Zana Network: Resources for Every Small Business - Page 2

By Gerry Blackwell
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Global Opportunities
He’s optimistic it will be a source of new business in the future. And Zana’s focus on giving small businesses access to global markets is particularly appealing.

“I know how to do work in brands that cross borders,” Thornton notes. He and his partners ran an organization with 380 people in 56 offices that did $600 million dollars in media buying a year for Daimler-Chrysler in the U.S., Canada, Mexico and the rest of world

“We’ve already had inquiries from customers looking for advice on how to get into the U.S. market,” he says. “So I think the international area is going to be a real opportunity for us.”

In the meantime, he has his hands full closer to home, also thanks to Zana.

Finding New Business
The Zana database of government contracts has proved to br a gold mine. It includes listings of thousands of state and federal contracts out for bid – including, Thornton discovered recently, more than 1,000 that had zero bids after 30 days, theoretically making them easy pickings.

“Granted 95 percent [of the available contracts] are out of our scope,” he says. “But even if we just look at the marketing contracts, that now becomes a very powerful resource for us.”

Zana lets him search for the contracts just in his area of business and only in regions where he operates. TMV found one contract out for tender by the State of Michigan. At the time of writing, Thornton felt confident the contract was his.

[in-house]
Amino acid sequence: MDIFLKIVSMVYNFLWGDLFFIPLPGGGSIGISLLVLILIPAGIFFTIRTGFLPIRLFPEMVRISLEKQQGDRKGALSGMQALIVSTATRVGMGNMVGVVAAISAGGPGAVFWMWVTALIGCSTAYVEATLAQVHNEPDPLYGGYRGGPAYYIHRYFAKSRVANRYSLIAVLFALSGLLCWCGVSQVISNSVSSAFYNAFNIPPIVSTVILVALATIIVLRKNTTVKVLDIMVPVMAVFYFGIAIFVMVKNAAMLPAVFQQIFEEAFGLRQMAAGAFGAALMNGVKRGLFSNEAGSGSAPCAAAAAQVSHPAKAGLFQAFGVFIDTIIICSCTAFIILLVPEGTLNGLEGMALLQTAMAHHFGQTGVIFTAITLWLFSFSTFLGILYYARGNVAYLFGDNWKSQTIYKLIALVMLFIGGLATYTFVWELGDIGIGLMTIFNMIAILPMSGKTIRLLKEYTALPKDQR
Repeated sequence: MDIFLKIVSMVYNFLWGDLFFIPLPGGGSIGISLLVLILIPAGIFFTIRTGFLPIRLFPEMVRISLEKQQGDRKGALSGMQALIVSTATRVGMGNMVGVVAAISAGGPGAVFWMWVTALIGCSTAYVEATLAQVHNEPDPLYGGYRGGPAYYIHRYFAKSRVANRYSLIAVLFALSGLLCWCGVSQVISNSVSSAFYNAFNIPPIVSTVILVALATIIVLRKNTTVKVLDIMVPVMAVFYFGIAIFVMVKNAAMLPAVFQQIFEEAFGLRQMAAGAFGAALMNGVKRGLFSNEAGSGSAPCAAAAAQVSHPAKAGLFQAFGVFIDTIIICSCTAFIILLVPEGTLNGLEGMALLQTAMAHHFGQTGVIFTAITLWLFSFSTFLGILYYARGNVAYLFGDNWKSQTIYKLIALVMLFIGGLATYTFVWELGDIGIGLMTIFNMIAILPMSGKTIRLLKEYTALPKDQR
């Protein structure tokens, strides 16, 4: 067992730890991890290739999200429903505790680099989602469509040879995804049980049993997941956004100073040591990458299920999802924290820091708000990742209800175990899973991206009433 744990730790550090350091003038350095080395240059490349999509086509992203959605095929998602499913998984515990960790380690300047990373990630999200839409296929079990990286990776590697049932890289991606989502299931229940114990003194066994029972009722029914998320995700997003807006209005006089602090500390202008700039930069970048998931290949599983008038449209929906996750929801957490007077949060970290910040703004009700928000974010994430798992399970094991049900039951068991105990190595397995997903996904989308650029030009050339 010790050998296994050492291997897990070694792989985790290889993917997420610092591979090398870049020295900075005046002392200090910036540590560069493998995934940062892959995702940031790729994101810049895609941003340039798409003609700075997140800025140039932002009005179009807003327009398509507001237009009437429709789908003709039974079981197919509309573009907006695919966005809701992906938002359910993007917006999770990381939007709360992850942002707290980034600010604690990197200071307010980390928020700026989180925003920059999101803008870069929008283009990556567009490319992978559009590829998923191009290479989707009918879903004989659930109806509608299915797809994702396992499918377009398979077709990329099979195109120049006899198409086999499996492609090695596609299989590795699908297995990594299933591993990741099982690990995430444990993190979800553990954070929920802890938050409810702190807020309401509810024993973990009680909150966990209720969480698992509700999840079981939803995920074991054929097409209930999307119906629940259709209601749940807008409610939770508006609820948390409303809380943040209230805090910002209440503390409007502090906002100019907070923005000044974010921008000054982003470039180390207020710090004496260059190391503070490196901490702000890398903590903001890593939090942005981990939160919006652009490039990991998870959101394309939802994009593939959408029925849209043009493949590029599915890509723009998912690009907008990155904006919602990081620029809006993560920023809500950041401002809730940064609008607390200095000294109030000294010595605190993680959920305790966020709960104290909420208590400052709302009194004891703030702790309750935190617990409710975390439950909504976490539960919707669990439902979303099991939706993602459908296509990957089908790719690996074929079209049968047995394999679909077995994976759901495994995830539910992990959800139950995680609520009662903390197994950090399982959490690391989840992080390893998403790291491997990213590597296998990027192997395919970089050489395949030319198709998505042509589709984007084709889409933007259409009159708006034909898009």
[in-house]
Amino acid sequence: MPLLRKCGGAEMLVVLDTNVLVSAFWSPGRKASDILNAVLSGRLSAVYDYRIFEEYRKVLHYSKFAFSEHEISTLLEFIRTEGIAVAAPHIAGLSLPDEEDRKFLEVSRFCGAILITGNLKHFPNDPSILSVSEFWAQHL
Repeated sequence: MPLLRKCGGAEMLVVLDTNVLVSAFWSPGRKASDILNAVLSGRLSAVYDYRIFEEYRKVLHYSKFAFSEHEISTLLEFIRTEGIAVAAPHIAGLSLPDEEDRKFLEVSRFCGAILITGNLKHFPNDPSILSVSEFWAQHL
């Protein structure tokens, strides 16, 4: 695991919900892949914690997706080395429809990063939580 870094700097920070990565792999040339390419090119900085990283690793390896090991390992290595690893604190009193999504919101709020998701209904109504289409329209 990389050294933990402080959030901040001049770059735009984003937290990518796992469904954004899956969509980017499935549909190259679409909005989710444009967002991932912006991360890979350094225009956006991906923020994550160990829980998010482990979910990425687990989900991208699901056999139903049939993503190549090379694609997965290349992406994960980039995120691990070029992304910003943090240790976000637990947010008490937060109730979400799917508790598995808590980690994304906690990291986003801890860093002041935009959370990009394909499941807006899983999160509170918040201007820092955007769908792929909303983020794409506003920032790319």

“So that’s a really cool thing,” he says.

Finding out about government contracts was often difficult for small businesses in the past. If Zana has done nothing else, it has made it a lot easier, Thornton says. 

It hasn’t made the process of winning a contract any easier, though. Responding to a government RFP (Request for Proposal) can be “all encompassing” for a small firm, he says – as TMV discovered. But he figures it’s worth the effort.

“Once you’re in, you have a three- or five-year no-cut contract,” Thornton points out. “And you’d have to be an idiot not to get it extended. So the best case is 10 years of business with one contract. And the government pays net 30 days!”

He’s been so busy responding to the first RFP that he hasn’t yet looked closely at what else is available, but knows it includes “dozens” of contracts TMV could bid on – and will, once it has the first piece of business sewed up.

A Whole New Business Line
In fact, he’s thinking of forming a new division at TMV with dedicated staff to mine the Zana government database and bid on contracts.

Thornton feels Zana is still in the process of working out an optimal business model. It has already tinkered with pricing, he points out. TMV actually switched from a monthly plan to paying a one-time $25 fee for unlimited access to “basic” services.

Those basic services include the government contract database – for now. He believes that when Zana gets rolling it may designate more of the high-value content as premium services, which means additional fees. But it will likely still be worth it, he implies.

Especially for start-ups with big ideas about taking on the world, Zana Network may be the ideal place to start. It provides great information to help you create a business and great opportunities for marketing services to an international audience down the road.

Based in London, Canada, Gerry Blackwell has been writing about information technology and telecommunications for a variety of print and online publications since the 1980s.

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This article was originally published on February 25, 2008
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